Pseudobulbar affect (PBA) is a condition that causes sudden and uncontrollable bursts of emotion, such as laughing or crying, that may not reflect how a person is actually feeling.
Patients who have neurological conditions such as Alzheimer’s disease, Parkinson’s disease, multiple sclerosis, traumatic brain injury, and strokes are all at risk of developing PBA. PBA is a distinct clinical condition, and not part and parcel of the underlying neurological disease.
How common is PBA
About two million people living in the U.S. are diagnosed with PBA, but over seven million people are thought to have symptoms suggestive of PBA. A study called PRISM, which analyzed 5,290 individuals with different neurological diseases, found that up to 29 percent of Alzheimer’s disease patients displayed symptoms of PBA.
What causes PBA?
The brain is made of two main parts, the cerebral cortex (the main bulk of the brain) and the brainstem (the stalk or ‘bulb’ of the brain). The neurological pathways between these two parts are important in regulating mood and emotion. PBA develops when a neurological disease or brain injury disrupts this connection.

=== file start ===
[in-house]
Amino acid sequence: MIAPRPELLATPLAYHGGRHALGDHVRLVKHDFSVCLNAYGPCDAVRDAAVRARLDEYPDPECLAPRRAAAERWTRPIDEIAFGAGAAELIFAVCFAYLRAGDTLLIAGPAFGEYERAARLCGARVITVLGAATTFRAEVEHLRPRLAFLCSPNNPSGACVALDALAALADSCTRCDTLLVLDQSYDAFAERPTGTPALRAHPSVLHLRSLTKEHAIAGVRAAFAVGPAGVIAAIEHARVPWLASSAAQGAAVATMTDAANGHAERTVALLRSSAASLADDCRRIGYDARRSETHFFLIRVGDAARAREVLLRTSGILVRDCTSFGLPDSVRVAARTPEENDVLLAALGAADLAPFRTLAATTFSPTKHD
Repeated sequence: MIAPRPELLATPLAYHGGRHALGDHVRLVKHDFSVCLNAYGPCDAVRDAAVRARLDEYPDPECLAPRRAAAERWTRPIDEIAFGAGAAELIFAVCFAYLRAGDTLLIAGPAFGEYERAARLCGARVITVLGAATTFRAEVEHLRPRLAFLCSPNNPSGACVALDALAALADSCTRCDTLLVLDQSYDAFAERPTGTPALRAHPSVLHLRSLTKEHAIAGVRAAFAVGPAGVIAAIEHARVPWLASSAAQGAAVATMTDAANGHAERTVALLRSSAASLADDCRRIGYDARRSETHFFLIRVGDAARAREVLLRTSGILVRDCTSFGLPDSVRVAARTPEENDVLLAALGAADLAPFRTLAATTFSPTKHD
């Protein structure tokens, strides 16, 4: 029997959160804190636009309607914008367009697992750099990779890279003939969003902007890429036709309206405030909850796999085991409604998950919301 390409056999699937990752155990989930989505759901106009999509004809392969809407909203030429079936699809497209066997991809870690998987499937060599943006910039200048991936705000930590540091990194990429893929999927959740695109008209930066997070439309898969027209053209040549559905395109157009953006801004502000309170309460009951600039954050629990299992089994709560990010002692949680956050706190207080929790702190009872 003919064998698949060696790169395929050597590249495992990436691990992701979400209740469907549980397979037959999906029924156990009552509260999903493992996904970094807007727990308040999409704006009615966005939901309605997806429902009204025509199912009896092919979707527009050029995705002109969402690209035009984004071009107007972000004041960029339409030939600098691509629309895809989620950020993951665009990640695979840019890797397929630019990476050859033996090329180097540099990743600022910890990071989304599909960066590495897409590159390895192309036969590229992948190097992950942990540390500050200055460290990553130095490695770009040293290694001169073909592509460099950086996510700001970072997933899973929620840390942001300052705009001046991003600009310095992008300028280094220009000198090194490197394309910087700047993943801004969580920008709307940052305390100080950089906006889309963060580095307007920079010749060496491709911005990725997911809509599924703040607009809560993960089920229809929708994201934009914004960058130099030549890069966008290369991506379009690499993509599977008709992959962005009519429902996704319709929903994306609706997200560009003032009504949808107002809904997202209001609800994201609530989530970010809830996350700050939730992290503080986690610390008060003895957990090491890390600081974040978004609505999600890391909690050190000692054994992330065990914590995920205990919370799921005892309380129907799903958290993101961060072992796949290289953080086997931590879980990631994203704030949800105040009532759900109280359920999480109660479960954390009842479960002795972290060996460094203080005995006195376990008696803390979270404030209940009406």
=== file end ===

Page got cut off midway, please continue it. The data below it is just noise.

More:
Those with PBA experience frequent and sudden, inappropriate spells of laughter or crying. These emotions may occur as an exaggerated response to situations, such as weeping instead of a frown when given bad news. Patients can also suddenly switch between laughing and crying, or vice versa.
These bursts may occur in ways that are inappropriate and confusing: for example, crying at a good news or laughing during a funeral. Patients have no control over the episodes, which may appear at any time and occasionally without any obvious trigger.
PBA versus depression
Because crying is a prominent feature of PBA, patients may be mistakenly thought to have depression.
However, people with PBA experience only short episodes in which they express sadness — lasting seconds to minutes —and do not persistently feel sad or depressed. Other symptoms common in depression, such as disturbed sleep or sleeping patterns or a loss of appetite, are also not seen in those with PBA.
Living with PBA
PBA has the ability to greatly impair a person’s social life. Unpredictable emotional outbursts can result in people developing phobias, causing them to isolate themselves at home. Educating family and friends about PBA can help in understanding the nature of this condition.
During episodes of emotional outburst, patients may find it helpful to take slow, deep breaths and try to relax until the episode passes. Changing body position (standing when previously sitting down and vice versa) may also help them to cope with such attacks.
Nuedexta (dextromethorphan and quinidine) is the first, and currently only, treatment approved by the U.S. Food and Drug Administration (FDA) for PBA. It was tested in people with PBA secondary to dementia and brain injuries and reported to be effective.
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